# Logarithmic returns Question

Ok, I’m not really a quantitative oriented mind, so can someone explain to me why anyone would calculate risk (VaR) using logarithmic scaled returns not actual scaled returns? Basically, I’m reading some Lehman research where they lay out Relative Value analysis in FX. Their goal is to find a Cross that has 1) positive carry (carry = interest rate differential btwn countries) and 2) has lower VaR than the long currency and the base currency which is USD in their case. For example, they want to see if BRL/MXN has a lower VaR than BRL/USD. Long BRL/MXN has positive carry; therefore they need to see if it also has lower VaR. The steps they take: 1) Calculate the correlation of daily total returns over a 1-yr sampling period of BRL/USD and MXN/USD. It needs to be high and positive because (for students of portfolio theory) a high correlation between assets is sufficient to reduce the risk of a portfolio. The portfolio in this case is long BRL and short MXN. Weight(BRL) = 1, Weight(MXN) = -1. (I understand this first step) (Note: I’m not going to delve into how total return is computed because it’s not important for the purpose of this post) 2) They calculate 1-month VaR from logarithmic total returns over a 1-yr sampling period. They do this by evaluating the left side of a normal distribution w/ a mean representing the monthly total return and with the standard deviation of daily total returns over the past yr at the 5% confidence level. Next, they compute and compare the VaR of BRL/USD and BRL/MXN using the portfolio standard deviation formula. (I don’t understand why in this step they are using logarithmic total returns, what’s the point of using log returns? Also, why use log returns here, but not in the calculation of correlation? Maybe they do use log returns when calcing correlation, but they don’t state that they are in this paper. Also, what do they mean by “w/ a mean representing the monthly total return”? Do they mean they’re using the average monthly return? I guess the wording of their statement is a little odd to me.) Feedback is greatly appreciated. Thank you!

I suppose they think FX returns are log-normal not normal (hmm…)

I suppose to make the data more linear (compact) and that way you’ll get better results i.e t or f stats would be lower.

Isn’t it low correlation that is supposed to reduce portfolio risk? The purpose of the log returns is to address a problem that you get from the regular normal distribution. The problem is that for most investments, there is a theoretical maximum amount that you can lose (for unlevered stuff, up to 100% of your investment), but a theoretically unlimited amount that you can gain (n times your investment, and there is no limit to n on the upside). If you say that your daily returns are drawn from a normal distribution (i.e. if you plot out a histogram of your daily returns over a long time, it will take the form of a normal distribution), you have a problem, which is that you will never see returns smaller than -100%. So all the possible normal returns from negative infinity up to -100% will be missing from the distribution, no matter how long you sample. So the normal distribution doesn’t really fit the data. The solution that many analysts use is to say that your returns come from a log-normal distribution. This says that the returns don’t come from a normal distribution, but the logarithm of the returns does come from a normal distribution. This has the advantage that the logarithm of a very very large negative number will still map to a number between 0 and 1 (and log(x) gets closer and closer to 0 as x gets closer to negative infinity). If you do this, then you get returns that are more accurately mapped. Log returns also have the advantage that for small changes (similar to daily changes in prices), log(x)+1 is approximately x. (i.e. log(1.01) is approximately 0.01) So you can look at log returns and know approximately what the daily percentage returns are, provided that it’s not an extreme day.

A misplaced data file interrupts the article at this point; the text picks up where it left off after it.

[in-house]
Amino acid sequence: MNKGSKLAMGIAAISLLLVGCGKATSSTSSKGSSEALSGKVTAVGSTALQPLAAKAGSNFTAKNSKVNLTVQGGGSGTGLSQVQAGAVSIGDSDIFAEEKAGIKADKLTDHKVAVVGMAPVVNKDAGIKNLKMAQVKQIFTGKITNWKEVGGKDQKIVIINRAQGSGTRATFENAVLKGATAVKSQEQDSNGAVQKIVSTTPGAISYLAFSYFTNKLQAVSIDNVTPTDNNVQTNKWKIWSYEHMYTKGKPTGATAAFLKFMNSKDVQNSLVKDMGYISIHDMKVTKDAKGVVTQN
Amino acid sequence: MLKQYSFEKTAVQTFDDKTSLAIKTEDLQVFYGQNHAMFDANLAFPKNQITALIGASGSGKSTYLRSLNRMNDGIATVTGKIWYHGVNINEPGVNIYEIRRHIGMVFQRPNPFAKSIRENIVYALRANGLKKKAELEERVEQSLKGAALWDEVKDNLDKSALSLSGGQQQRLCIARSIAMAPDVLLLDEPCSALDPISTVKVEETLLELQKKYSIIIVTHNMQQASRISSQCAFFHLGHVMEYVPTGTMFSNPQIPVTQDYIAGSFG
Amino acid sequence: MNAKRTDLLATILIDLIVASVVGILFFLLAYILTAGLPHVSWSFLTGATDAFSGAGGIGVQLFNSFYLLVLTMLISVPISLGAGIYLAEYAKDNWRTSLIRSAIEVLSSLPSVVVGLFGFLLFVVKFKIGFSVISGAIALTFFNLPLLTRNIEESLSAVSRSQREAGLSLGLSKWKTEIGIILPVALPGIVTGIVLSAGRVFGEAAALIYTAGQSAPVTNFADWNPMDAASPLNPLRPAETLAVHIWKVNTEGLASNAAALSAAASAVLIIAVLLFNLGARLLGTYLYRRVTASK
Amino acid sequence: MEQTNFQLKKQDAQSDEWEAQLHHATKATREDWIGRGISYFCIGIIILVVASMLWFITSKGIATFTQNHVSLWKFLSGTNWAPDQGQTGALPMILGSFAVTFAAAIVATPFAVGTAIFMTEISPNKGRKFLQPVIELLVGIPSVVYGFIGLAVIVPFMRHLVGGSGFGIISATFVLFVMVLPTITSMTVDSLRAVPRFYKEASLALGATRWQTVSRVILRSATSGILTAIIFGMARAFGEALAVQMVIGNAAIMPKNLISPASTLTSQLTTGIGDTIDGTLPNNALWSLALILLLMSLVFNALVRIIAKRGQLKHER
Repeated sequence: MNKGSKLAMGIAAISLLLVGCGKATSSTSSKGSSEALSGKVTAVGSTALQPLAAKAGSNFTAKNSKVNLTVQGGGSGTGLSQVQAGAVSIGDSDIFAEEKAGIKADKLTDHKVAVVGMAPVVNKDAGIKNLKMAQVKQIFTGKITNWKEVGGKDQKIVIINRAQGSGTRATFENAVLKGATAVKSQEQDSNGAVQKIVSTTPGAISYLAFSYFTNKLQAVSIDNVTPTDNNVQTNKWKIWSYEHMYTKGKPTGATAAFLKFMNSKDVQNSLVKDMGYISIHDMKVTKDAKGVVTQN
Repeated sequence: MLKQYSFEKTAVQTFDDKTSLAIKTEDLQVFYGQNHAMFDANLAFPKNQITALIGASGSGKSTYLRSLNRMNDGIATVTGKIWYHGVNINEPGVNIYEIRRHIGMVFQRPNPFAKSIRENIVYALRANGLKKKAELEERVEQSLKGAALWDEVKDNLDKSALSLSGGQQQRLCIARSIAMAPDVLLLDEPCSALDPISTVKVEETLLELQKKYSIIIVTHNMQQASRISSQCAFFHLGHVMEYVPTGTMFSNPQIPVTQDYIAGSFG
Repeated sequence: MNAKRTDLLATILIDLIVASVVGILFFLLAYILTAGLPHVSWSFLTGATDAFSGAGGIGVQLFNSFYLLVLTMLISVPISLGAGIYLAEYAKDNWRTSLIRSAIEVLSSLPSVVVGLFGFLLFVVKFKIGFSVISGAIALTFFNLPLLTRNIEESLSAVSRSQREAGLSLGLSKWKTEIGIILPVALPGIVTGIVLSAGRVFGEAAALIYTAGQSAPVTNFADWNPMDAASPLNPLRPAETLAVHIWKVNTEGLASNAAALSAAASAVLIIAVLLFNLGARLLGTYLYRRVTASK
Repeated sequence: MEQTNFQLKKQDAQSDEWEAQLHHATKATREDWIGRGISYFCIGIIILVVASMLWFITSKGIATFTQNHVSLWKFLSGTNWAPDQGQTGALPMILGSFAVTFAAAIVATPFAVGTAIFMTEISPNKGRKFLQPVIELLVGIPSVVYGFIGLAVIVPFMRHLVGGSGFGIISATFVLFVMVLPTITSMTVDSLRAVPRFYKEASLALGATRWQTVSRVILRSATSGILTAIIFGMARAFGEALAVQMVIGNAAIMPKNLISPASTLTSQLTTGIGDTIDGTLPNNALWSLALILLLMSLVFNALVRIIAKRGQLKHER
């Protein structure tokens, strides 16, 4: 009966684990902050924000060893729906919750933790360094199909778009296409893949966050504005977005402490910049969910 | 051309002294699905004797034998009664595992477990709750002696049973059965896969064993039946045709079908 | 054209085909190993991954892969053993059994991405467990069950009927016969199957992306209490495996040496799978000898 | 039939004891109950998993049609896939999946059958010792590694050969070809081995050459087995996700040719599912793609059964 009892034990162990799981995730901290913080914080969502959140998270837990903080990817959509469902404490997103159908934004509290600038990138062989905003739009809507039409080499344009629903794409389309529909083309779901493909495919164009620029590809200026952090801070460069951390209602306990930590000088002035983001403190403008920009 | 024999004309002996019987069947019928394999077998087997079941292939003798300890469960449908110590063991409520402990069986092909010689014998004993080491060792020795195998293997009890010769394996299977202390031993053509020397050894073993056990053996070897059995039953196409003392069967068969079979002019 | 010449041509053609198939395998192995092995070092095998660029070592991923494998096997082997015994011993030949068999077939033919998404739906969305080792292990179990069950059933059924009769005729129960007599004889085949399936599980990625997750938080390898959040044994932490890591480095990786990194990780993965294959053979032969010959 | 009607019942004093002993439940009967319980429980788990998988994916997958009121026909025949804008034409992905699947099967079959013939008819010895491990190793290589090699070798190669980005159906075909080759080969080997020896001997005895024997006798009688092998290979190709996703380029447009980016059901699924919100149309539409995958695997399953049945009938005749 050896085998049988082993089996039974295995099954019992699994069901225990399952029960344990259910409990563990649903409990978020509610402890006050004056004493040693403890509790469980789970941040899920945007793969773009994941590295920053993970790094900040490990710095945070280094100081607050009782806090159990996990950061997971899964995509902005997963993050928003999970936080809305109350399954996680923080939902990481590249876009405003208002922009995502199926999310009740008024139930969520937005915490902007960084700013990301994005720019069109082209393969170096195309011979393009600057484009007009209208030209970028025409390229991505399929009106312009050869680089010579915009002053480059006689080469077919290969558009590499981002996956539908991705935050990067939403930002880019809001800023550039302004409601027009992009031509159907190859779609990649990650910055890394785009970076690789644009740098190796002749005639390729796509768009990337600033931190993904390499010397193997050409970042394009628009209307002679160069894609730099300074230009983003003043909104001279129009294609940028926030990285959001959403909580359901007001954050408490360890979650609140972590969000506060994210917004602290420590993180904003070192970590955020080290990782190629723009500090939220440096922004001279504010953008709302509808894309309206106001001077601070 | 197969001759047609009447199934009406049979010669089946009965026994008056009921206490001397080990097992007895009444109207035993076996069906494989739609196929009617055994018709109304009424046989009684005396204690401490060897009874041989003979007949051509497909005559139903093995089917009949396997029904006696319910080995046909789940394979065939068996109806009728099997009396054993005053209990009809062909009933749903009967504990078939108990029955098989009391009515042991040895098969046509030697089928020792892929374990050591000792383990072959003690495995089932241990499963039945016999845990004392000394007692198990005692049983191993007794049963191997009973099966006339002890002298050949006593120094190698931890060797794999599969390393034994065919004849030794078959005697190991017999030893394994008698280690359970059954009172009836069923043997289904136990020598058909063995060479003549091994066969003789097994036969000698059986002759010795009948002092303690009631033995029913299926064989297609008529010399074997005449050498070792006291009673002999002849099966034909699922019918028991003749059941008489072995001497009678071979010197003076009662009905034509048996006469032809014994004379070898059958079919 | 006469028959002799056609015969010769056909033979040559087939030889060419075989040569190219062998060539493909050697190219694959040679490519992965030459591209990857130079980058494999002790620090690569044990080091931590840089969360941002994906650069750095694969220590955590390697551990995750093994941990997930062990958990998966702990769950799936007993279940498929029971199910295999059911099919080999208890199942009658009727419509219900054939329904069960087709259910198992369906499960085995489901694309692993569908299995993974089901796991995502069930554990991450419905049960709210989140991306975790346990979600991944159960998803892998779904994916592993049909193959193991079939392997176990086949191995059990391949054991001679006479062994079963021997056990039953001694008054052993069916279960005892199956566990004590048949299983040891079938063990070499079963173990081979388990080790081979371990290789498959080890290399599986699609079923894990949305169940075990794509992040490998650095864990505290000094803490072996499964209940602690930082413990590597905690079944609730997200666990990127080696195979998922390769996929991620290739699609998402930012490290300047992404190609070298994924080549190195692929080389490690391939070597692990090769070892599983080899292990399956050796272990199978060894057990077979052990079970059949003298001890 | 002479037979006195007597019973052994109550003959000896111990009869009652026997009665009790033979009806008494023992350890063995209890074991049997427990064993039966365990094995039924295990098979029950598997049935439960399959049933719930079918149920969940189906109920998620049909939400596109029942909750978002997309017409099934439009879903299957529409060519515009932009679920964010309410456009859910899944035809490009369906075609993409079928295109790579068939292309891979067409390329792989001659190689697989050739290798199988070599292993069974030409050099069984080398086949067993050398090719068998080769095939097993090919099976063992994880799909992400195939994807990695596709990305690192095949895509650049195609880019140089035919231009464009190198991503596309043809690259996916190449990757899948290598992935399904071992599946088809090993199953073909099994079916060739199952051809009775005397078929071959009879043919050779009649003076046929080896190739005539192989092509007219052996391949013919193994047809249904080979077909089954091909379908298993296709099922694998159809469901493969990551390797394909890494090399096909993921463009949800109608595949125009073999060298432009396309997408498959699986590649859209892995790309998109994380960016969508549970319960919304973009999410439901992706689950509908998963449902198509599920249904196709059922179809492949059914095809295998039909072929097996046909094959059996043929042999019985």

i thought you use lognormal returns b/c of compounding. it assumes continous compounding vs having to compound hourly/daily/monthly etc…

bchadwick Wrote: ------------------------------------------------------- > > This has the advantage that the logarithm of a > very very large negative number will still map to > a number between 0 and 1 (and log(x) gets closer > and closer to 0 as x gets closer to negative > infinity). Sounds completely wrong. The log(x) function has a domain of x>0, so negative x is out of the question.

you’re right that I got my axes reversed - but the basic purpose of using logarithms is as I stated. If the logarithms are normally distributed, then the antilogarithm of returns - exp(X) - gets closer to 0 the closer X gets to negative infinity. Therefore it is possible to map a normal distribution to the range 0->infinity by using the lognormal distribution. As for geometric compounding, logarithms also have that nice property that log(x*y) = [log(x) + log(y)], so that by adding up all the log(returns), and taking the antilog, you get the cumulative return. You also get the geometric average of all the returns by taking the average of the log(returns) and taking the antilog, IIRC.

There is a difference between log-normal(x) and log(x)

ok I’m done.

The posts got crossed, so I didn’t read your reply. You have to communicate better dude, your post is like a huge barf… intended to impress us AF folks. You probably know your stuff, but got to put it across better.